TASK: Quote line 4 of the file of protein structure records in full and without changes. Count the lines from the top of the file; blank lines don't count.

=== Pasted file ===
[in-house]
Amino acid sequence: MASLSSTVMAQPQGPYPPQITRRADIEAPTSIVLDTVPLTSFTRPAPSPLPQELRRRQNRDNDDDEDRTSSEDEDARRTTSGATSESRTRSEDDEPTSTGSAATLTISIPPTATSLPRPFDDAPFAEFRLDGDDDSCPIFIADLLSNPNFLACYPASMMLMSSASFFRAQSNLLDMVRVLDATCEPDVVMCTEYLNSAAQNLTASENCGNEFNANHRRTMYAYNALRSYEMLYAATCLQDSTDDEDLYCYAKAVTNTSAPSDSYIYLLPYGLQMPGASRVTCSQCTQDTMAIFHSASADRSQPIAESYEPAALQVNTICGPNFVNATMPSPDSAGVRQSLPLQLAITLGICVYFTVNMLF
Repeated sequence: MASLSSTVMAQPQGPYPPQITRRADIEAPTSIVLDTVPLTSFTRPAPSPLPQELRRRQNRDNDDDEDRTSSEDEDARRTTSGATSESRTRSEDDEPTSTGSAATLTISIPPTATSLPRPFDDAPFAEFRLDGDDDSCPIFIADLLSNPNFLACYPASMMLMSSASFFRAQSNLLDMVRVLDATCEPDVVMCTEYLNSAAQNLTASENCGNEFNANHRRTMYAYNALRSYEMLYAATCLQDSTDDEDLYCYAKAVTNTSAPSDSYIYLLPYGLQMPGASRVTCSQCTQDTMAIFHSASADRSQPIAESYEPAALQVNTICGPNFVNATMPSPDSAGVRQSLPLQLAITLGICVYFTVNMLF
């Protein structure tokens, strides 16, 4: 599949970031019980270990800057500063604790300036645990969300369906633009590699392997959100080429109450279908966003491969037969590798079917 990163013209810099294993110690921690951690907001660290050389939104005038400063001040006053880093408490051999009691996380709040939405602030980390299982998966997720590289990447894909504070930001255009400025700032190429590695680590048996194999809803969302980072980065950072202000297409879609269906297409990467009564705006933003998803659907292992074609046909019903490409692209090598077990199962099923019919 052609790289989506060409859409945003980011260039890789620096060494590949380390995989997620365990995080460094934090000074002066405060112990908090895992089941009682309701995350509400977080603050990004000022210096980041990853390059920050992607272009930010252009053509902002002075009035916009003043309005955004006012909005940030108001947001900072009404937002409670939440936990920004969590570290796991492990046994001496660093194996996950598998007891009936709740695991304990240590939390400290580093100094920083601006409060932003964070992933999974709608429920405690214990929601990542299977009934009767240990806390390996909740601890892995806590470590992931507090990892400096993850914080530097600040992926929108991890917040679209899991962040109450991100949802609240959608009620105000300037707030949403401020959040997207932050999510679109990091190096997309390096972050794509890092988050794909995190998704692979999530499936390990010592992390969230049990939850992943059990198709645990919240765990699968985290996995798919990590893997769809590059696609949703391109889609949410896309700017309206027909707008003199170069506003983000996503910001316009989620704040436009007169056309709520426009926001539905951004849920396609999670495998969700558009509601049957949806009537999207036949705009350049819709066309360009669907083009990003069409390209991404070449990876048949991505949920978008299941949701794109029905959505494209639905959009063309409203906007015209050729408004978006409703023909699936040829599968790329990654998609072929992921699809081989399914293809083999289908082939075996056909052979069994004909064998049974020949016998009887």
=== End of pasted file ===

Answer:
């Protein structure tokens, strides 16, 4: 599949970031019980270990800057500063604790300036645990969300369906633009590699392997959100080429109450279908966003491969037969590798079917 990163013209810099294993110690921690951690907001660290050389939104005038400063001040006053880093408490051999009691996380709040939405602030980390299982998966997720590289990447894909504070930001255009400025700032190429590695680590048996194999809803969302980072980065950072202000297409879609269906297409990467009564705006933003998803659907292992074609046909019903490409692209090598077990199962099923019919 052609790289989506060409859409945003980011260039890789620096060494590949380390995989997620365990995080460094934090000074002066405060112990908090895992089941009682309701995350509400977080603050990004000022210096980041990853390059920050992607272009930010252009053509902002002075009035916009003043309005955004006012909005940030108001947001900072009404937002409670939440936990920004969590570290796991492990046994001496660093194996996950598998007891009936709740695991304990240590939390400290580093100094920083601006409060932003964070992933999974709608429920405690214990929601990542299977009934009767240990806390390996909740601890892995806590470590992931507090990892400096993850914080530097600040992926929108991890917040679209899991962040109450991100949802609240959608009620105000300037707030949403401020959040997207932050999510679109990091190096997309390096972050794509890092988050794909995190998704692979999530499936390990010592992390969230049990939850992943059990198709645990919240765990699968985290996995798919990590893997769809590059696609949703391109889609949410896309700017309206027909707008003199170069506003983000996503910001316009989620704040436009007169056309709520426009926001539905951004849920396609999670495998969700558009509601049957949806009537999207036949705009350049819709066309360009669907083009990003069409390209991404070449990876048949991505949920978008299941949701794109029905959505494209639905959009063309409203906007015209050729408004978006409703023909699936040829599968790329990654998609072929992921699809081989399914293809083999289908082939075996056909052979069994004909064998049974020949016998009887």